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Ancestry Search: Name and Place Filters coming to New Advanced Search this week!

Posted by Anne Gillespie Mitchell on April 20, 2010 in Searching for Records

This year one of the things we are focusing on is adding new ways for you to control what’s returned in your search results. Over the past few months, we have already launched improvements to wildcards, Collection Filters, and Record Type Filters

Earlier today Tony Macklin announced that we will be launching a tour to give you a preview of changes to Ancestry.com search.

One of the features that has been most requested is the ability to better control what appears in your search results, by filtering out names and places that don’t match your query – giving you the same kind of control as exact, but allowing you to choose what variations are included in your results.

In this post, I will preview how name filters will work.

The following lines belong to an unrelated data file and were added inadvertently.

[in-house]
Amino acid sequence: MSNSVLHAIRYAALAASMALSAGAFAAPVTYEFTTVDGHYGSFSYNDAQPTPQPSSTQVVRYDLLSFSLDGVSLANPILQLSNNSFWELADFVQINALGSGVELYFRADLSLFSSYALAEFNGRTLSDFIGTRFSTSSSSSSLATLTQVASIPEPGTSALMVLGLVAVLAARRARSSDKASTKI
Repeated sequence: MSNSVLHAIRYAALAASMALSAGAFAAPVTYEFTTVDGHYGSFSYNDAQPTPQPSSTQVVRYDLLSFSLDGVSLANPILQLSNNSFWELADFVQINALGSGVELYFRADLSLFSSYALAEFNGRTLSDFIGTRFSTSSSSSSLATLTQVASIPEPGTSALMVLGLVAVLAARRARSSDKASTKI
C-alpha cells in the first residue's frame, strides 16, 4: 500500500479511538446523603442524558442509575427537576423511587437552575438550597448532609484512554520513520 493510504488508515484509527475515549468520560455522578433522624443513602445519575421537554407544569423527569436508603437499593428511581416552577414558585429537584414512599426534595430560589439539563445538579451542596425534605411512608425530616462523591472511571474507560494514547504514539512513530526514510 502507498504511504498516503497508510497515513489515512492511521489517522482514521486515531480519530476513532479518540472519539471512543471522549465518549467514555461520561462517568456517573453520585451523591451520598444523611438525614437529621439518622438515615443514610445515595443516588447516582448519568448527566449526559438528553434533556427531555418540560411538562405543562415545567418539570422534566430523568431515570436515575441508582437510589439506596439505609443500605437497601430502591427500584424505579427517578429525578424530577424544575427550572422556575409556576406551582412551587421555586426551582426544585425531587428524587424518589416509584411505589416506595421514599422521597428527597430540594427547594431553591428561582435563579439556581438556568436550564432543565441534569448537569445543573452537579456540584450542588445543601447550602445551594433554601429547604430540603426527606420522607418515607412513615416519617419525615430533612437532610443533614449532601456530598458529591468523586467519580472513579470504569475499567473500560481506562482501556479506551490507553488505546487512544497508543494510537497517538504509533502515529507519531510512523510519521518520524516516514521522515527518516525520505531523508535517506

Where you will find them

The name filters will be available to you in new search when you are in the advanced mode. Where you currently see the “Exact” checkbox on the current form:

On any search form with a first and last name search box, you will see:

“Use default settings” will work like have no check next to “Exact only”

If you usually check “Exact only”,

you will instead see:

“Restrict to exact” works just the same as “Exact only”

Use default settings

Unless you usually use “Exact Matches Only” you will see Use default settings. What exactly happens when you use default settings?

First, we look through every first name we have recorded in our more than 29,000 data collections, and pull out any record where the first name is:

  • Exactly what you typed
  • A first name which has a similar meaning or spelling as the one you typed
  • An initial. For example if you are searching for John we will include records that have a J recorded as a first name.

Then, we look through all the records, and we pull out any record where the last name is:

  • Exactly what you typed in